I hope some day this writer will see the light and realize that she has the right to know who her natural father is. It sounds like she has been brainwashed with her "life isn't fair" argument. That argument is true for things that are out of our control. But it is possible for her to know who her n-father is. And she might need the information in the event that she becomes seriously ill and the doctors need a complete medical history. Her children have the right to know who their maternal grandfather and his extended family are, too.
Whenever someone brings up first parent privacy, I respond "What about the child's rights? She had not say". I don't believe there is any right to anonymity from one's own child. A right to privacy from the world, yes, but not from one's own offspring.
Here is another response via Facebook to the commenter who believes original parents should be guaranteed anonymity from their relinquished offspring for life:ReplyDelete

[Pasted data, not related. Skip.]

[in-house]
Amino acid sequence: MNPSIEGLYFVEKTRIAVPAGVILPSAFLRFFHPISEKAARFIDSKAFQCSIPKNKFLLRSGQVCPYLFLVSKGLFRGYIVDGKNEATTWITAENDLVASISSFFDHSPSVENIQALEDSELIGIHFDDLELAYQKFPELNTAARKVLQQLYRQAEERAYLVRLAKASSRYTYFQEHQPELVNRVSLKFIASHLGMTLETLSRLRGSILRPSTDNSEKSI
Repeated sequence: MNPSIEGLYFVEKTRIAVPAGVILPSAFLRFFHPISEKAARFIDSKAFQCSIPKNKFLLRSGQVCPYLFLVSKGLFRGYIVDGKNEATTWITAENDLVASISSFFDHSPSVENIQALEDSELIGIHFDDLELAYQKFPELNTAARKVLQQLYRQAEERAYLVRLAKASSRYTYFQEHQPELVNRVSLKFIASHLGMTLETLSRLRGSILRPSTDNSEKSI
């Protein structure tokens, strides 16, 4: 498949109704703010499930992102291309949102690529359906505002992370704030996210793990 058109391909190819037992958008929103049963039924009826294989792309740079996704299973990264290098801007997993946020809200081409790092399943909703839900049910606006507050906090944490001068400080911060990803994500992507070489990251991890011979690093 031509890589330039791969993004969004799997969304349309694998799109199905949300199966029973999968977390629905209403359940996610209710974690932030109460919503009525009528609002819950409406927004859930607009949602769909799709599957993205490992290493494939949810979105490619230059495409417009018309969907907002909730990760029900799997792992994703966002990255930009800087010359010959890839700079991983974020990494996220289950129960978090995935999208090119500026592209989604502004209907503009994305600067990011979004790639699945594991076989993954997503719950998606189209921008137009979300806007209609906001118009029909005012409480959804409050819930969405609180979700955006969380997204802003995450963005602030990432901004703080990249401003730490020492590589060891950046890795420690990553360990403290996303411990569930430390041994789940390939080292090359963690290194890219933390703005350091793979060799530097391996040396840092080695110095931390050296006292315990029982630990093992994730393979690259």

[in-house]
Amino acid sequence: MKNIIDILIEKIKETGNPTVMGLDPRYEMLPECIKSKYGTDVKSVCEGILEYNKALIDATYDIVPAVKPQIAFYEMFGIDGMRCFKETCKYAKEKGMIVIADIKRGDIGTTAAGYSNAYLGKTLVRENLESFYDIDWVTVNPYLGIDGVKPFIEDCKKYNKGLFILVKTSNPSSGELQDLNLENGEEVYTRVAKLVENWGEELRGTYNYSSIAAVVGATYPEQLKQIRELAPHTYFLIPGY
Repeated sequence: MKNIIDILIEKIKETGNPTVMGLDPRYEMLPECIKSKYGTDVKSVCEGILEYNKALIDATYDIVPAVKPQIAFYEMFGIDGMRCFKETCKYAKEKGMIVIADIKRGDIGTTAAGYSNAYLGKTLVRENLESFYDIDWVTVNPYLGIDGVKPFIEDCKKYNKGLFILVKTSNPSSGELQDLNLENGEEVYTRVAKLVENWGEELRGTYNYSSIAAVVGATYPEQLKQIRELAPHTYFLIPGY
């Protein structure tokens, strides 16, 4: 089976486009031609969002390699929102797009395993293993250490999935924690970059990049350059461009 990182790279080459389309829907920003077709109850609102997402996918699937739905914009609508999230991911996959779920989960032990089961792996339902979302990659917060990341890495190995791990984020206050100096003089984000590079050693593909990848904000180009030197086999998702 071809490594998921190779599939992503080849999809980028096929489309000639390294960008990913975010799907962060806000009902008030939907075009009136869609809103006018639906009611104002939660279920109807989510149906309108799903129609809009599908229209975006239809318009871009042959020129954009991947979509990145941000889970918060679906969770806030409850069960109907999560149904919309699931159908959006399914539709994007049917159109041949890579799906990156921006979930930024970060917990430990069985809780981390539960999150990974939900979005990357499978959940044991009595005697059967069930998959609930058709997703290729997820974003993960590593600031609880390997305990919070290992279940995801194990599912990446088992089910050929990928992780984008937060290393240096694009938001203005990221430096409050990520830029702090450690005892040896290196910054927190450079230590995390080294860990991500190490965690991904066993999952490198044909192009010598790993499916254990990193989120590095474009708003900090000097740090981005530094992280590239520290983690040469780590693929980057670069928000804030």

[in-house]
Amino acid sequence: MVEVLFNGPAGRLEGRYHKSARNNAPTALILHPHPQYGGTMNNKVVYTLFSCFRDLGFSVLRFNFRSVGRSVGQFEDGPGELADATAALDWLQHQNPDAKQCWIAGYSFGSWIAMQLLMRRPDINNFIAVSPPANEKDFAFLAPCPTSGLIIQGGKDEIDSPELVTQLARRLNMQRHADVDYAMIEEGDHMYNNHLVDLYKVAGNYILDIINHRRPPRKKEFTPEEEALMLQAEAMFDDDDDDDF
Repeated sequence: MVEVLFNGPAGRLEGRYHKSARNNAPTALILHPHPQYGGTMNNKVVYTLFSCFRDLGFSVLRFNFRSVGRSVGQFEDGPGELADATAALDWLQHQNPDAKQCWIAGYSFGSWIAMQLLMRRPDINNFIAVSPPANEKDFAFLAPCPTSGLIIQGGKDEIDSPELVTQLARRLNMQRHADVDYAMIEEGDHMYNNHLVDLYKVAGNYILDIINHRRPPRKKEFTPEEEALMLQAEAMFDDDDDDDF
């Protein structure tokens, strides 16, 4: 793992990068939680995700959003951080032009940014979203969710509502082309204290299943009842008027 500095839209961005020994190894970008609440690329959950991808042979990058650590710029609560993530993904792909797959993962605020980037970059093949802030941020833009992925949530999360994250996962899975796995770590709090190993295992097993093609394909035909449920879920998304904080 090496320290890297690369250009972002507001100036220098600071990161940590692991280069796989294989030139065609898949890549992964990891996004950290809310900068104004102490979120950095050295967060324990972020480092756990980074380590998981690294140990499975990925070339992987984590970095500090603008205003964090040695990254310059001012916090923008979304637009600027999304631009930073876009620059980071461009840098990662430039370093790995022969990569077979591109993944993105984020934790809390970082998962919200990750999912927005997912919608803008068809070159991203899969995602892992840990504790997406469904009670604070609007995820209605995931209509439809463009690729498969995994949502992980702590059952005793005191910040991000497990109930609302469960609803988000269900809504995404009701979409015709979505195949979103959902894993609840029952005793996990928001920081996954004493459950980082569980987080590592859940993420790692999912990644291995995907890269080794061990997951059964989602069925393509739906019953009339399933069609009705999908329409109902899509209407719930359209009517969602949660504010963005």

Opening of birth certificates does not change the reality that your sister got to have her own life as did the adoptee. You are describing your flesh and blood niece or nephew who you never got to know. Your parents are missing their grandchild. Sad.
Closed adoption is a legal proceeding that happens AFTER BIRTH. Birth records and adoption records are separate entities . Just because somebody wants a closed adoption does not give them the right to expect a SEALED birth certificate. Adoption files are closed (even for open adoptions). Birth Certificates should be accurate documents of parentage and available to the person they pertain to.
No mother has an absolute right to anonymity from her child. (see Doe v. Sundquist). You may not know who your father is, but you do know who your mother is. How about we just seal up your birth certificate and tell you that your mother didn’t want you? And then tell you to be grateful you got to have a great life even though you have no idea where you came from. I’m sure that this would be unacceptable to you. In fact, if this happened to you, this conversation would have never occurred because you wouldn’t even know who your sister was.